SHERIDAN — Sheridan native Colleen Penor wrote and illustrated her first children’s book, “The Rubber Ducky” when she was 7 years old and has been writing short stories, poetry, essays and short plays since.
In 2014, Penor received first prize in the 83rd annual Writer’s Digest Writing Competition for an essay on experiences during her four years of service as a military police officer in the U.S. Army.
Now Penor, who currently lives in Casper and works as a certified public accountant, has just published her first full-length novel and will have a book signing at Sheridan Stationery, Books and Gallery Saturday.
“Daeios: 140 Feet Down” is set in a cavern fortress called Daeios 140 feet beneath the desert of southern Utah and northern Arizona, where the characters have been trapped by a killer storm with just a year’s worth of food.
Penor tells the story through the eyes of her protagonist Shea, a survivalist who has just arrived underground with her family in the year 2034.
“My inspiration was from current world issues,” Penor said. “It brings up climate change, racial tensions, abortion rights, drug addiction, men assaulting women and the #MeToo movement. It’s not a political book but I just took these issues and imagined what they’d look like in 2034.”
Penor began her work on the book with initial ideas for the protagonist, though she didn’t know exactly how she would turn out.
“I had a protagonist first and I didn’t know who she was,” Penor said. “It took me a while to find out that she was a young girl going to college without much direction in her life.”
From that point, Penor set the year and place and began free-writing “on a great big artist pad.”
“I write in big letters. I write in pencil so I can squeeze stuff in or erase stuff or cross stuff off, and then I put it on those big notecards,” Penor said.
“It’s like an outline format, but it’s an outline that I can shuffle around and change.”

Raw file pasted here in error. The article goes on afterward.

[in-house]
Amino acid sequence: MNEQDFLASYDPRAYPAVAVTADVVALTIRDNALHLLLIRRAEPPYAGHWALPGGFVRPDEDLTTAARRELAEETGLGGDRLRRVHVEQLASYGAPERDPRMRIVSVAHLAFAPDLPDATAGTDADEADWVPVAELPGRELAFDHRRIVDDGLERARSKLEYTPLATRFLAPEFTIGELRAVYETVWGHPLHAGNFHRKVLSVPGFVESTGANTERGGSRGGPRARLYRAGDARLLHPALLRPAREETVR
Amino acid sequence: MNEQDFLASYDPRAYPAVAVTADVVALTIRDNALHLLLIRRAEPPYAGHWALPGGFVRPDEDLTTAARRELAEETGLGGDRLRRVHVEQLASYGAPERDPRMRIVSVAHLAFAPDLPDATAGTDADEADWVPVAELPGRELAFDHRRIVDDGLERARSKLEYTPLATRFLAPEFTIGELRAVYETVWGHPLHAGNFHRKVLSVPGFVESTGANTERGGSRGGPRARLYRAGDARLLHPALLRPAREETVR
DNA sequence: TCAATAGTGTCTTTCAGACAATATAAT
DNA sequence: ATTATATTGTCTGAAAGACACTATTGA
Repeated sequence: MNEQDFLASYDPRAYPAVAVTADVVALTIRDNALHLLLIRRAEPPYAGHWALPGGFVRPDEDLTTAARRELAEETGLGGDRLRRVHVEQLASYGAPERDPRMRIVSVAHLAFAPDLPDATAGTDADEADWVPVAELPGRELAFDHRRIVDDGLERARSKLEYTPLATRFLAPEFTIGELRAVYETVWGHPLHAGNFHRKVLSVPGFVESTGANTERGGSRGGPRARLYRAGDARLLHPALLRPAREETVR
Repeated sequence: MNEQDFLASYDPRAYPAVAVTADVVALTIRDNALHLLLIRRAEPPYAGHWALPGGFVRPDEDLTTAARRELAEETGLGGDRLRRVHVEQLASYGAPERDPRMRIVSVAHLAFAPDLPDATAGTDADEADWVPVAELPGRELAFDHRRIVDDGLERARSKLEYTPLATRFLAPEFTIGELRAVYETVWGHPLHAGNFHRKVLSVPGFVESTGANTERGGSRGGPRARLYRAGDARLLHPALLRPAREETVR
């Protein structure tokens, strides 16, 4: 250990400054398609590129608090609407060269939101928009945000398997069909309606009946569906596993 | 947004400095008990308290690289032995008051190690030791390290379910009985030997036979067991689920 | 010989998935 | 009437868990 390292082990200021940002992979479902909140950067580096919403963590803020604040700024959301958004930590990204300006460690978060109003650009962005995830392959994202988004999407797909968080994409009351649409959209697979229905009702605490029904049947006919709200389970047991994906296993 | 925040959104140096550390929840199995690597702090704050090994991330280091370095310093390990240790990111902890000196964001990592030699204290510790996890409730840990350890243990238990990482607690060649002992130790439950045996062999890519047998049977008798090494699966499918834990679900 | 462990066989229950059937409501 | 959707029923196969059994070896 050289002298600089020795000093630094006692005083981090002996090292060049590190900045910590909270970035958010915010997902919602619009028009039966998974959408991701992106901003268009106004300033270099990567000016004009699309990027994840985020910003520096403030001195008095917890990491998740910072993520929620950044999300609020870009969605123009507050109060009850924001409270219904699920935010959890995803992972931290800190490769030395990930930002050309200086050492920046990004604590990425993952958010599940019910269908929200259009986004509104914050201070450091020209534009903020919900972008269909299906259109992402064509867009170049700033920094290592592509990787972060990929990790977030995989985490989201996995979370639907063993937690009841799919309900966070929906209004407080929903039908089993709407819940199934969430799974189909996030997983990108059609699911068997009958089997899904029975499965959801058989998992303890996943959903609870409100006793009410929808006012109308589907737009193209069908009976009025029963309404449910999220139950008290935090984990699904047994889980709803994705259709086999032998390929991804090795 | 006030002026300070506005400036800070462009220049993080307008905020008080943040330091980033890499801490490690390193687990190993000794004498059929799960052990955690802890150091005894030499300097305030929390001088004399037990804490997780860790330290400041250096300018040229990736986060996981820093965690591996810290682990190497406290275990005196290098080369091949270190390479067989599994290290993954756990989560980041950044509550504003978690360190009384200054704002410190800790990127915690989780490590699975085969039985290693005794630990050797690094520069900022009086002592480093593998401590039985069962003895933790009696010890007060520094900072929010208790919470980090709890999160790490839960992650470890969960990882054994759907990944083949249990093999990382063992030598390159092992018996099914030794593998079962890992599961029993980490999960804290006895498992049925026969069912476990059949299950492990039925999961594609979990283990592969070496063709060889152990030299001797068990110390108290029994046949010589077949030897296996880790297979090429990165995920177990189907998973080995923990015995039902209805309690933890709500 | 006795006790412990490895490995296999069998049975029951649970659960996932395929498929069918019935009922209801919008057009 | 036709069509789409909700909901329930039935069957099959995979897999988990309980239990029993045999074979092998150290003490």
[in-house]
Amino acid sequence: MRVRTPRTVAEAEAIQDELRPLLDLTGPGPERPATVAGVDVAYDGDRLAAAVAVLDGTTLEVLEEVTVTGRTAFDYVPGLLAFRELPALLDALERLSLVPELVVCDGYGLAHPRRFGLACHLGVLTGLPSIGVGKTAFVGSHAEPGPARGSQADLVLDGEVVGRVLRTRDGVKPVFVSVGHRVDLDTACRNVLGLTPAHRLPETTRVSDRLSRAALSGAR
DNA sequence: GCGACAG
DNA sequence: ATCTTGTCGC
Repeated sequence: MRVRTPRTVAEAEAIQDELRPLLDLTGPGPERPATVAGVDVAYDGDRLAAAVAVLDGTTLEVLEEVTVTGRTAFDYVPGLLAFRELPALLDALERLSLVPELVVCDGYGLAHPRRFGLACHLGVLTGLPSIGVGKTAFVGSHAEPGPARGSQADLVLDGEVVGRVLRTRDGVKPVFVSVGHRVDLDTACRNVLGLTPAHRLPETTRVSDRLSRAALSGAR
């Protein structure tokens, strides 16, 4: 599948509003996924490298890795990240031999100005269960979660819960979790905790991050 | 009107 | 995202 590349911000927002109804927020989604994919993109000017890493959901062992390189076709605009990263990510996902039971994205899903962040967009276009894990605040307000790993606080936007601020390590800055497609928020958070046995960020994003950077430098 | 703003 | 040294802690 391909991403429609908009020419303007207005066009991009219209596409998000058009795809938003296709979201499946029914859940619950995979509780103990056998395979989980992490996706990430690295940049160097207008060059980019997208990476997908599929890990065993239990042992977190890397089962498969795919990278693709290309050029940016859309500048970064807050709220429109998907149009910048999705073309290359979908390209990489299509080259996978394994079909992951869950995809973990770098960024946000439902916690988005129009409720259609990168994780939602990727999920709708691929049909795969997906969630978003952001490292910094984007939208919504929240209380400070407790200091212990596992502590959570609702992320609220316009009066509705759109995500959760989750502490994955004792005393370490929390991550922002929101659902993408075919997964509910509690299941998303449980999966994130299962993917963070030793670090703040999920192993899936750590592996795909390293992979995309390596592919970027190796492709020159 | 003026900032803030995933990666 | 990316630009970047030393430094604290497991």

Since the characters are driven underground by killer storms, Penor had to research weather patterns, the polarity of the earth and other possible sources of the storm. She also researched mountain lions and how deep caverns would have to be for a nuclear disaster.
For a time, Penor had a beginning and ending but was uncertain of the middle, and she said the most rewarding part of the process was seeing how the story unfolded.
When she was stuck on a part, she found the best way to set her mind free for new ideas was to ride on the back of her motorcycle, listening to music and thinking through the plot issues.
“I would say it’s therapeutic just to let your mind create,” she said. “It’s a lot of fun. It’s hard work too, but it’s good, fun, hard work.”
Penor began work on the book in 2014, initially completing it in about two years. After receiving a lot of interest from editors and publishers, it was ultimately rejected and Penor rewrote the last third of the book about a year ago, making it more of a thriller.
“I decided it didn’t fit and many of the characters I had created in that last third of the book were unnecessary, and it just made it a more thrilling story,” Penor said. “They kind of took the story off on a tangent, I felt.”
The No. 1 thing Penor hopes readers will gain from the book is enjoyment, though she also hopes it will stir reflection some of the issues raised.
“I’ve not taken a stance on any of them, and so I just would like them to think about things, think about where our world is going,” Penor said. “The book emphasizes family, and I hope people value their families and find the relationships in this book positive and good.”
Throughout the process, Penor learned how to write and edit a novel, work with a professional editor, and do in-depth research. She also said she increased her vocabulary and practiced plenty of patience. She learned to enjoy the challenges of filling plot holes and writing her way out of creative slumps.
Although the book is a standalone book, she has notes on certain portions of the book that could one day be rolled into a sequel, and she also has notes for a crime thriller.
Sheridan Stationery, Books and Gallery owner Robby Smith knew Penor from when she lived in Sheridan and was a customer at the bookstore. She booked the event after receiving a phone call from Penor.
“We like to give Wyoming authors a chance to have book signings for their books,” Smith said.
The book was published on Nov. 9 and is available as an e-book, paperback and hardcover. Penor also hired a female voice actor of a similar age to the protagonist to record an audiobook, which she hopes will be available next week. The book signing will take place Saturday from 11 a.m. to 1 p.m.
“Hopefully she’ll have a great turnout here. She knows a lot of people,” Smith said.